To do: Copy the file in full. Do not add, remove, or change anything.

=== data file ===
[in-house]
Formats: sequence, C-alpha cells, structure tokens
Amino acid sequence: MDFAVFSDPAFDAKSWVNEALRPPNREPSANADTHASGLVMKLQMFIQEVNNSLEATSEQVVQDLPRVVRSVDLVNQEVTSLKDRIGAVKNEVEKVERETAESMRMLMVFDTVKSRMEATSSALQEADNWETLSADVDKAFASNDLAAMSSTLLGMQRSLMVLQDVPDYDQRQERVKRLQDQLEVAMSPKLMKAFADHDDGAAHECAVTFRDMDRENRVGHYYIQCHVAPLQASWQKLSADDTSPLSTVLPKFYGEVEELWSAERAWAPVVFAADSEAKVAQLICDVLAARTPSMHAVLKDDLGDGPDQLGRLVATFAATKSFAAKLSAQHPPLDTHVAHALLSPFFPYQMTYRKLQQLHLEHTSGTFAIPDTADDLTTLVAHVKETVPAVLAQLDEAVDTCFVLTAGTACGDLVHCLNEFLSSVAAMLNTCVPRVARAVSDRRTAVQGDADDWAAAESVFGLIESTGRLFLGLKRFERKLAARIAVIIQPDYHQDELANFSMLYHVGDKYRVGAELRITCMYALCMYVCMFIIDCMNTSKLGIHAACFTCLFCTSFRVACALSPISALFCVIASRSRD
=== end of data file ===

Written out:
[in-house]
Formats: sequence, C-alpha cells, structure tokens
Amino acid sequence: MDFAVFSDPAFDAKSWVNEALRPPNREPSANADTHASGLVMKLQMFIQEVNNSLEATSEQVVQDLPRVVRSVDLVNQEVTSLKDRIGAVKNEVEKVERETAESMRMLMVFDTVKSRMEATSSALQEADNWETLSADVDKAFASNDLAAMSSTLLGMQRSLMVLQDVPDYDQRQERVKRLQDQLEVAMSPKLMKAFADHDDGAAHECAVTFRDMDRENRVGHYYIQCHVAPLQASWQKLSADDTSPLSTVLPKFYGEVEELWSAERAWAPVVFAADSEAKVAQLICDVLAARTPSMHAVLKDDLGDGPDQLGRLVATFAATKSFAAKLSAQHPPLDTHVAHALLSPFFPYQMTYRKLQQLHLEHTSGTFAIPDTADDLTTLVAHVKETVPAVLAQLDEAVDTCFVLTAGTACGDLVHCLNEFLSSVAAMLNTCVPRVARAVSDRRTAVQGDADDWAAAESVFGLIESTGRLFLGLKRFERKLAARIAVIIQPDYHQDELANFSMLYHVGDKYRVGAELRITCMYALCMYVCMFIIDCMNTSKLGIHAACFTCLFCTSFRVACALSPISALFCVIASRSRD